Sylvie and Bruno
"What's your name, little one?" I began, in as soft a voice as I could manage. And, by the way, why is it we always begin by asking little children their names? Is it because we fancy a name will help to make them a little bigger? You never thought of as king a real large man his name, now, did you? But, however that may be, I felt it quite necessary to know his name; so, as he didn't answer my question, I asked it again a little louder. "What's your name, my little man?"
"What's oors?" he said, without looking up.
I told him my name quite gently, for he was much too small to be angry with.
"Duke of Anything?" he asked, just looking at me for a moment, and then going on with his work.
"Not Duke at all," I said, a little ashamed of having to confess it.
"Oo're big enough to be two Dukes," said the little creature.
"I suppose oo're Sir Something, then?"
"No," I said, feeling more and more ashamed. "I haven't got any title."
The Fairy seemed to think that in that case I really wasn't worth the trouble of talking to, for he quietly went on digging, and tearing the flowers to pieces.
After a few minutes I tried again. "Please tell me what your name is."
"Bruno," the little fellow answered, very readily. "Why didn't oo say 'please' before?"
"That's something like what we used to be taught in the nursery," I thought to myself, looking back through the long years (about a hundred of them, since you ask the question), to the time when I was a little child. And here an idea came into my head, and I asked him "Aren't you one of the Fairies that teach children to be good?"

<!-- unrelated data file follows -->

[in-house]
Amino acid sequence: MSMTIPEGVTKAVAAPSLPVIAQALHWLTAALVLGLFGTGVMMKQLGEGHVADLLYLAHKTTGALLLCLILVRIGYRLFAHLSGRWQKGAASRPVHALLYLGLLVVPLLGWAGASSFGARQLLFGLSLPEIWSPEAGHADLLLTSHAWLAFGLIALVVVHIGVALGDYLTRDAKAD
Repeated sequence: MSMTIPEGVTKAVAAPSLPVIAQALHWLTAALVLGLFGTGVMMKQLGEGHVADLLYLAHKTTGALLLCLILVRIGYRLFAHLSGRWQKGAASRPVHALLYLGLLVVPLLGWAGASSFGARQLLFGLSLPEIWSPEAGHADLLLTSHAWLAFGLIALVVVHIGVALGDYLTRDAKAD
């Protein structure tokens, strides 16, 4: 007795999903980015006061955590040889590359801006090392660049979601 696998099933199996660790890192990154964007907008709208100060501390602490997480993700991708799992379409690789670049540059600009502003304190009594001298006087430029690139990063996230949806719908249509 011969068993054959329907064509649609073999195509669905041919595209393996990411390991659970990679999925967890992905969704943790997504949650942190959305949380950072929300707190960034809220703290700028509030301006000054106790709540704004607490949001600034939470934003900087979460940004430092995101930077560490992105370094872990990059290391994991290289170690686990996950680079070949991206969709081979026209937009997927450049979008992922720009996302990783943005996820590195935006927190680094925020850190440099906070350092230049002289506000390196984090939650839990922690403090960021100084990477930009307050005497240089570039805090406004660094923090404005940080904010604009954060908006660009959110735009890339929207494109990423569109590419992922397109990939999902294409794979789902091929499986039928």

"Well, we have to do that sometimes," said Bruno, "and a dreadful bother it is." As he said this, he savagely tore a heartsease in two, and trampled on the pieces.
"What are you doing there, Bruno?" I said.
"Spoiling Sylvie's garden," was all the answer Bruno would give at first. But, as he went on tearing up the flowers, he muttered to himself "The nasty cross thing wouldn't let me go and play this morning,—said I must finish my lessons first—lessons, indeed! I'll vex her finely, though!"
"Oh, Bruno, you shouldn't do that!" I cried.
"Don't you know that's revenge? And revenge is a wicked, cruel, dangerous thing!"
"River-edge?" said Bruno. "What a funny word! I suppose oo call it cruel and dangerous 'cause, if oo wented too far and tumbleded in, oo'd get drownded."
"No, not river-edge," I explained: "revenge" (saying the word very slowly). But I couldn't help thinking that Bruno's explanation did very well for either word.
"Oh!" said Bruno, opening his eyes very wide, but without trying to repeat the word.
"Come! Try and pronounce it, Bruno!" I said, cheerfully. "Re-venge, re-venge."
But Bruno only tossed his little head, and said he couldn't; that his mouth wasn't the right shape for words of that kind. And the more I laughed, the more sulky the little fellow got about it.
"Well, never mind, my little man!" I said.
"Shall I help you with that job?"
"Yes, please," Bruno said, quite pacified.
"Only I wiss I could think of somefin to vex her more than this.
Oo don't know how hard it is to make her angry!"
"Now listen to me, Bruno, and I'll teach you quite a splendid kind of revenge!"
"Somefin that'll vex her finely?" he asked with gleaming eyes.
"Something that will vex her finely. First, we'll get up all the weeds in her garden. See, there are a good many at this end quite hiding the flowers."
"But that won't vex her!" said Bruno.
"After that," I said, without noticing the remark, "we'll water this highest bed—up here....